Enjoying A Restful (And Productive) Homeschool - Danielle Poorman

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Enjoying A Restful (And Productive) Homeschool

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productive homeschool

 

One morning as our children were happily playing, a dear friend and I eagerly talked (over our favorite coffee) about the culture of our homeschools. In the midst of our discussion on memory work, literature selections, and math manipulatives, we engaged in the concept of a restful schooling.

As former classroom teachers, this was a foreign concept to us (former classroom teachers, you know what I mean). Every teacher struggles at some point with the “work/fun balance” in the classroom. Most days seem hurried and sometimes chaotic. We ponder if our children are learning anything at all. Is there a way to slow down and really enjoy learning?

 

Rest Is A Mindset

Rest does not mean sleep. As homeschooling parents, most of us have probably been sleep deprived for years. Rest does NOT mean neglecting academics. Rest is a mindset. It’s the way we carry out our educational methods and philosophies within our homes. When we think of rest, we think of slowing down and releasing a calmness of spirit.

How do we approach our homeschool days? Are we hurried in mind, body, and spirit? When we approach our days with a restful mindset, our children will too. With this concept in mind, here are a few ways to move from a mindset into practice.

 

Begin Your Day in Rest

The way you begin your morning sets the tone for your whole day. A chaotic morning sets you up for more chaos later on. Whether you have a few children or several, consider starting your day with a quiet morning time. Gather your children around you for Scripture, poems, songs, and a read aloud story. There are no time constraints here. The freedom is beautiful. You can make each day something new if you want.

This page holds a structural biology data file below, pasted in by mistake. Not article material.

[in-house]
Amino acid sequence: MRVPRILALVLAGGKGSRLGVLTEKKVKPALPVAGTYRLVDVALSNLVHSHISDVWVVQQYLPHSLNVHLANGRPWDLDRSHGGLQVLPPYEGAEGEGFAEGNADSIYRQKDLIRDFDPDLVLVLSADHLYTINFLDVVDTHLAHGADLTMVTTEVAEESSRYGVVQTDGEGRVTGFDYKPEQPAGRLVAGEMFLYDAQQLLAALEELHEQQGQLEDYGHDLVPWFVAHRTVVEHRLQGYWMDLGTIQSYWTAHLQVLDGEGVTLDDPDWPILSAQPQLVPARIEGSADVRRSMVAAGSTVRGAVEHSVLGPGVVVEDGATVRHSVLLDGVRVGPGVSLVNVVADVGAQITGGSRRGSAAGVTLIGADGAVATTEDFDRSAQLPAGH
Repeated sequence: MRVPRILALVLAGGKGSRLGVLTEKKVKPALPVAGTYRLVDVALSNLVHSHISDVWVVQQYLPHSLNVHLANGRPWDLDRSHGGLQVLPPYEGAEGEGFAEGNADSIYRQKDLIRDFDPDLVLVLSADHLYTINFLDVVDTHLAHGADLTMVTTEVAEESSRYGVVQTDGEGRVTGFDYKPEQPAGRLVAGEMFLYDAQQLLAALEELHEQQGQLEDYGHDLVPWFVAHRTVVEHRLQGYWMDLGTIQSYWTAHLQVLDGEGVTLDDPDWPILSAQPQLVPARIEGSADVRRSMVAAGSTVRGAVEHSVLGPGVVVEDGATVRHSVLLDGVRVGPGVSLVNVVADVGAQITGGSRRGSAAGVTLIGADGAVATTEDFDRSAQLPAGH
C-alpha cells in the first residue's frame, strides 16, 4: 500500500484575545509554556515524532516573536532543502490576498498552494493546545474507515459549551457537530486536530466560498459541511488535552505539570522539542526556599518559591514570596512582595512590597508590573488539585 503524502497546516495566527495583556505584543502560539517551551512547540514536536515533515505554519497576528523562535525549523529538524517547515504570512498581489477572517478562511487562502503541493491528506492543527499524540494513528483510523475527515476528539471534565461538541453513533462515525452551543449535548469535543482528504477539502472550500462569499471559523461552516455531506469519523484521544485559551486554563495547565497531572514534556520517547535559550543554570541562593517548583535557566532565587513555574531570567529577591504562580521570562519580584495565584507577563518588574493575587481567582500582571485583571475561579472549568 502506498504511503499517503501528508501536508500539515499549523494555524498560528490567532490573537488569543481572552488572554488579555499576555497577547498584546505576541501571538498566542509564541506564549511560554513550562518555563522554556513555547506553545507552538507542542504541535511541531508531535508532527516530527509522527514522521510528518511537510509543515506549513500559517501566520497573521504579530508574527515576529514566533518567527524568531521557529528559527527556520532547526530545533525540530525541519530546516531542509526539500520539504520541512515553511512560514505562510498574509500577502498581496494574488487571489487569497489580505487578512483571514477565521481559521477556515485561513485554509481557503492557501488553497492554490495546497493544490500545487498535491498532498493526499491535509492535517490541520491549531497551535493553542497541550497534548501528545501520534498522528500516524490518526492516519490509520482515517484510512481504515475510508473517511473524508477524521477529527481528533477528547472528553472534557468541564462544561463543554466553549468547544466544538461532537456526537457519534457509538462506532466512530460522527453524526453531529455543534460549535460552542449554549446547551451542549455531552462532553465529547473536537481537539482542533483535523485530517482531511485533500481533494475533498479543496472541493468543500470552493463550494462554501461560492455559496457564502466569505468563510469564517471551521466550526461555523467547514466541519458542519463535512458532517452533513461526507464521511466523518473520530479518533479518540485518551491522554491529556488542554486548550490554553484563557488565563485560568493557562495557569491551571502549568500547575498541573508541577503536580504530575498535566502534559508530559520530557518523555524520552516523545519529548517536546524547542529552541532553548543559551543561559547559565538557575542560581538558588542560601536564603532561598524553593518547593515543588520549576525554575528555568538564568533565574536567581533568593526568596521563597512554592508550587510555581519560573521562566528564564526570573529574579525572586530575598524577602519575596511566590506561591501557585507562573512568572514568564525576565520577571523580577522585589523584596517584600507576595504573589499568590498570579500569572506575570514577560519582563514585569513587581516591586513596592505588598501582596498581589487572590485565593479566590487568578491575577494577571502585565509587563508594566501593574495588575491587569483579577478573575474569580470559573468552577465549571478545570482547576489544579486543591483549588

Re-think the Planning Process

We spend hours filling in our planners, sometimes to the minute. Then, our children get sick, we deal with doctor appointments, or we forget about commitments we made weeks ago. Restful schooling offers some freedom away from the planner. Confining yourself to the details can leave you feeling guilty when you don’t accomplish the day’s specified goals. Instead, lay out a few goals you want to accomplish that day and leave enough time to diligently complete them. Then, if you have time for more, that’s great!

 

Relieve the Burdens

As home educators, we can place unnecessary burdens on our shoulders that aren’t ours to carry.

I love the passage of scripture in Matthew where Christ compels us to rest and lean upon Him.

“Come to me all who labor and are heavy laden and I will give you rest” (Matthew 11:28).

Christ restfully taught and engaged in purposefully conversations while He was on earth.

Was He tired? Of course! But He also rested in order to refuel and begin again. What a wonderful lesson from the Master Teacher!

When we practice restful learning in our homes, we’re able to learn more about who God is and teach these wonders to our children.

 

Danielle is a former classroom teacher turned “work-from-home” and homeschooling mother of two. She now spends her days teaching her children, reading numerous books, and sharing her gifts with others. She blogs about her adventures at DanielleHope.com.

 

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"Train up a child in the way he should go and when he is old, he will not depart from it" (Proverbs 22:6).
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